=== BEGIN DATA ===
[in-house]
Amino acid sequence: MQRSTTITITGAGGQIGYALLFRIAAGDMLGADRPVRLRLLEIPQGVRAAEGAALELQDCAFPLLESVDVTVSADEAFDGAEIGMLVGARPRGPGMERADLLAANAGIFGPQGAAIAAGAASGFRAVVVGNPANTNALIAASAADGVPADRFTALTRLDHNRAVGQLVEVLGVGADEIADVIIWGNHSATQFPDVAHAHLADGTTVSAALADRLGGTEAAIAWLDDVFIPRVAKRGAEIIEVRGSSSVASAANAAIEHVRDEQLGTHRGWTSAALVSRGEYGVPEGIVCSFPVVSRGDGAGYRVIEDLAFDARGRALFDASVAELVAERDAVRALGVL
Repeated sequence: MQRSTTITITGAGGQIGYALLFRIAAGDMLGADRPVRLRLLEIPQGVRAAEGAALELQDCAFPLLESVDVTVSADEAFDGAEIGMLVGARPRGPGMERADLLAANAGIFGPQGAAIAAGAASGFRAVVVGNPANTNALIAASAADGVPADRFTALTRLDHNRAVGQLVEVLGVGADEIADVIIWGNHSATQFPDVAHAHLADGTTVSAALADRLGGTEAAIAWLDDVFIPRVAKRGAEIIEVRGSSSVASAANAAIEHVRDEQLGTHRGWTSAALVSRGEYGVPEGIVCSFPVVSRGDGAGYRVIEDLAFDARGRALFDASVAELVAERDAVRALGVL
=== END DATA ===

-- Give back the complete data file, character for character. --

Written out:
[in-house]
Amino acid sequence: MQRSTTITITGAGGQIGYALLFRIAAGDMLGADRPVRLRLLEIPQGVRAAEGAALELQDCAFPLLESVDVTVSADEAFDGAEIGMLVGARPRGPGMERADLLAANAGIFGPQGAAIAAGAASGFRAVVVGNPANTNALIAASAADGVPADRFTALTRLDHNRAVGQLVEVLGVGADEIADVIIWGNHSATQFPDVAHAHLADGTTVSAALADRLGGTEAAIAWLDDVFIPRVAKRGAEIIEVRGSSSVASAANAAIEHVRDEQLGTHRGWTSAALVSRGEYGVPEGIVCSFPVVSRGDGAGYRVIEDLAFDARGRALFDASVAELVAERDAVRALGVL
Repeated sequence: MQRSTTITITGAGGQIGYALLFRIAAGDMLGADRPVRLRLLEIPQGVRAAEGAALELQDCAFPLLESVDVTVSADEAFDGAEIGMLVGARPRGPGMERADLLAANAGIFGPQGAAIAAGAASGFRAVVVGNPANTNALIAASAADGVPADRFTALTRLDHNRAVGQLVEVLGVGADEIADVIIWGNHSATQFPDVAHAHLADGTTVSAALADRLGGTEAAIAWLDDVFIPRVAKRGAEIIEVRGSSSVASAANAAIEHVRDEQLGTHRGWTSAALVSRGEYGVPEGIVCSFPVVSRGDGAGYRVIEDLAFDARGRALFDASVAELVAERDAVRALGVL